In 2018, a court in Henan province sentenced vaccine safety activist Zhang Da’e to two years in prison for “picking quarrels and provoking trouble.” After being given a vaccine at the local government-run epidemic prevention center in Henan province, Zhang’s granddaughter was diagnosed with a brain injury and other illnesses. Though Human Rights Watch is unable to verify the causes of these illnesses, the families all believe they are a result of faulty vaccines.

While there have not been publicly known cases of recipients of the Chinese Covid-19 vaccines suffering severe side effects, the authorities censored online posts raising questions about the safety of the vaccines. A person whose article on WeChat raising such questions was removed lamented on Twitter: “When writing it, I was doing my best to be deliberately vague…in order to pass the censors… As the vaccines began to be rolled out in recent days, [I] clearly felt the atmosphere becoming much more tense.”

As wealthy nations have reserved most of the Western-developed vaccine doses expected to be produced this year, China has offered to fill the demand from developing countries desperate to halt the pandemic. Two major biotech companies, the state-owned Sinopharm and privately owned Sinovac, have sold abroad or received international orders for more than 800 million doses.

At the same time that President Xi Jinping urged nations to “come together against global challenges” and “international cooperation on Covid vaccines,” however, Beijing has mounted an aggressive disinformation campaign inside and outside of the country to sow doubt about Western-made coronavirus vaccines.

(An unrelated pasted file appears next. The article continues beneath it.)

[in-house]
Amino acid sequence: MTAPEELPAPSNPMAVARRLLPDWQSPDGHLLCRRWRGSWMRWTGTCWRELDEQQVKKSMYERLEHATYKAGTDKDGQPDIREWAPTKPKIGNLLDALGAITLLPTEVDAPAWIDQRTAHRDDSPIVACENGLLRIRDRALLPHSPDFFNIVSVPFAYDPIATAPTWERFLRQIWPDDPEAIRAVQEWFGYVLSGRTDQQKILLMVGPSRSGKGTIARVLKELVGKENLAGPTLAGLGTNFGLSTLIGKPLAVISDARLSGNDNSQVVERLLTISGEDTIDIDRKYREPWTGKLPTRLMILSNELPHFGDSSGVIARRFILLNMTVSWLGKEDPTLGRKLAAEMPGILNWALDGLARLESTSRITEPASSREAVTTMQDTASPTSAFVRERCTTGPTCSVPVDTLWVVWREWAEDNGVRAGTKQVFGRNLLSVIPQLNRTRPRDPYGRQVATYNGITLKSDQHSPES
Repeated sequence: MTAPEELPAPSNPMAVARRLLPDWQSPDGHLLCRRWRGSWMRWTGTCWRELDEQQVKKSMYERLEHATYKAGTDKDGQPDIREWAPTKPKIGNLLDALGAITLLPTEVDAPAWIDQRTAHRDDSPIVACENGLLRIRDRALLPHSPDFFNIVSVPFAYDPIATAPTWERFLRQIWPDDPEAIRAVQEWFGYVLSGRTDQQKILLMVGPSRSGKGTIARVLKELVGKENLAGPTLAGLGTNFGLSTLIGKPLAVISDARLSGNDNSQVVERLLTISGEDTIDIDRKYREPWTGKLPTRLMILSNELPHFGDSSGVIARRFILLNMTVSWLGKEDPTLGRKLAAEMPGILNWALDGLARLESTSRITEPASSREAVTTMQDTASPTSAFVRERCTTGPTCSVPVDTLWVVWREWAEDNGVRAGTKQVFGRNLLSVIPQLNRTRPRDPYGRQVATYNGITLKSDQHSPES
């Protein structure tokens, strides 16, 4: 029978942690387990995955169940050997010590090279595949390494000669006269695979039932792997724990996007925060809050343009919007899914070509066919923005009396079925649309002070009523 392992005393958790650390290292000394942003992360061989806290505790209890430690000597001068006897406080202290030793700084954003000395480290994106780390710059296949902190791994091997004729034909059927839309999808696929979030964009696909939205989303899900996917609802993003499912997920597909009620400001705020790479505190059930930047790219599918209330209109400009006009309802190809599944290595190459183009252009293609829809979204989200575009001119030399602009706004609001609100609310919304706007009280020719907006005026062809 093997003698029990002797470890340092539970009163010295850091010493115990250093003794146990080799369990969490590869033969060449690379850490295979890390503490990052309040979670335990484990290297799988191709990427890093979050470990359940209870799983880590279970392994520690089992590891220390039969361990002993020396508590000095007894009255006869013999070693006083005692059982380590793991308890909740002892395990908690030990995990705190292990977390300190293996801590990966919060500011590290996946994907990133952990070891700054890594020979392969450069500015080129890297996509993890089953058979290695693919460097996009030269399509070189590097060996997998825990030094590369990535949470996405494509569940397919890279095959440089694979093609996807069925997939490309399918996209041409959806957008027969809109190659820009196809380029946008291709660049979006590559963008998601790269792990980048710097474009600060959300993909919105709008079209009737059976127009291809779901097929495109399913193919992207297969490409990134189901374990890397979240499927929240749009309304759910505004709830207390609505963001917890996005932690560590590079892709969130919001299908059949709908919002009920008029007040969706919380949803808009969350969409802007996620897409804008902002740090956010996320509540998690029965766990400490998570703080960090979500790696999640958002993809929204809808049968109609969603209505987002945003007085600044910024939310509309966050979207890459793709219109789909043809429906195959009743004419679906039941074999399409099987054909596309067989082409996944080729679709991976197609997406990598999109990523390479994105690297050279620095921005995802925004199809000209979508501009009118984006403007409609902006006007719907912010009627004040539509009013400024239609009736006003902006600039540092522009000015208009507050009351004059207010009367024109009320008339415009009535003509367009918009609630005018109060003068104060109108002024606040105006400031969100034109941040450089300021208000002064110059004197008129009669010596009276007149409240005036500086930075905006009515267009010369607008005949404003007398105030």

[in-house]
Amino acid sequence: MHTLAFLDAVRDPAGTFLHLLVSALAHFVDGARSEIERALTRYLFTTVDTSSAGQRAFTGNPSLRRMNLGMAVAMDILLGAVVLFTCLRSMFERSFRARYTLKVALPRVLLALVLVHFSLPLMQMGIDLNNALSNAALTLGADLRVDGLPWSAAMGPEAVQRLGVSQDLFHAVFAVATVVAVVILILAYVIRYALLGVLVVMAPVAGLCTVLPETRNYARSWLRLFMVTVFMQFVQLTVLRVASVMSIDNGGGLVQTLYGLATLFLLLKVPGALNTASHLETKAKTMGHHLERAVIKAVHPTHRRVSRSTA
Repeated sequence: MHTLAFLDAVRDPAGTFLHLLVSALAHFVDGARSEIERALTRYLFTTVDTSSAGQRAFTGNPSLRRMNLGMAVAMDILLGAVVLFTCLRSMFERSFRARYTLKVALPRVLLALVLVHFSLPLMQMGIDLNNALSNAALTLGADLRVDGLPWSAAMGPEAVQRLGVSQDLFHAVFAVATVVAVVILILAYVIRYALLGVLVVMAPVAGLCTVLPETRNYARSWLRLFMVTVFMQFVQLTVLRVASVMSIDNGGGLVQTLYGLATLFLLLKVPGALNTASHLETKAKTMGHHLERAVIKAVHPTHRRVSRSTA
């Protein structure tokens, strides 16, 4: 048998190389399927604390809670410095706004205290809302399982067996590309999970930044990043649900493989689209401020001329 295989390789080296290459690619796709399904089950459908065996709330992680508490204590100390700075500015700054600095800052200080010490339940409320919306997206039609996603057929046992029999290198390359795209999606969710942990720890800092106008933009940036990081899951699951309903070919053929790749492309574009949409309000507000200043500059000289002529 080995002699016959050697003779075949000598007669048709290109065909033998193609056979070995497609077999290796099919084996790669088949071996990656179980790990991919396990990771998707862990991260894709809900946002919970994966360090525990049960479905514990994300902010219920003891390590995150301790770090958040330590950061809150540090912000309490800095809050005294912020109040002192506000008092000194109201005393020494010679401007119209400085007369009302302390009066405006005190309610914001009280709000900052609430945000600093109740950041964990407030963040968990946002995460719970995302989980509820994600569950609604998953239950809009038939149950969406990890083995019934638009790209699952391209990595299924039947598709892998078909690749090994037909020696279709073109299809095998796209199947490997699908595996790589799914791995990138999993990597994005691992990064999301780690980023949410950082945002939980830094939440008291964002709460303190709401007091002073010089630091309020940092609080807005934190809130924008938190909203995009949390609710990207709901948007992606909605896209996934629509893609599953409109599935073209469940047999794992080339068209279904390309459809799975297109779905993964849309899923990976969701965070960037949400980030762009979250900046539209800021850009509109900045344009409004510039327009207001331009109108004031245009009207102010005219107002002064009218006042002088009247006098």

Major state media outlets including Xinhua, People’s Daily, and China Daily churned out articles about the deaths of elderly Pfizer vaccine recipients in Norway and accused Western media of downplaying the deaths, even though multiple outlets have reported on them and Norwegian authorities explained that there was no evidence linking the deaths to the vaccine.

Liu Xin, a prominent Chinese state media anchor, shared an unverified report of 10 deaths in Germany, allegedly a result of receiving the Pfizer vaccine. Liu’s tweet was shared by Zhao Lijian, a spokesperson for the Chinese foreign ministry and one of the loudest nationalistic voices on Twitter, which remains banned inside China.

A new report by the social media research firm Graphika also uncovered a massive, clandestine, and increasingly sophisticated pro-Beijing digital disinformation network that has been spreading vaccine propaganda on YouTube, Twitter, and Facebook. While it is difficult to attribute the network to a particular government since the platforms allow a degree of anonymity, the campaign’s timing and messaging have been closely aligned with that of Chinese state media.

Beijing is playing a dangerous game. To scare people off from taking vaccines – by not disclosing data on the safety of its new vaccines and discrediting others’ vaccines – is only going to prolong the pandemic. This is something that no one, least of all Chinese authorities, should want.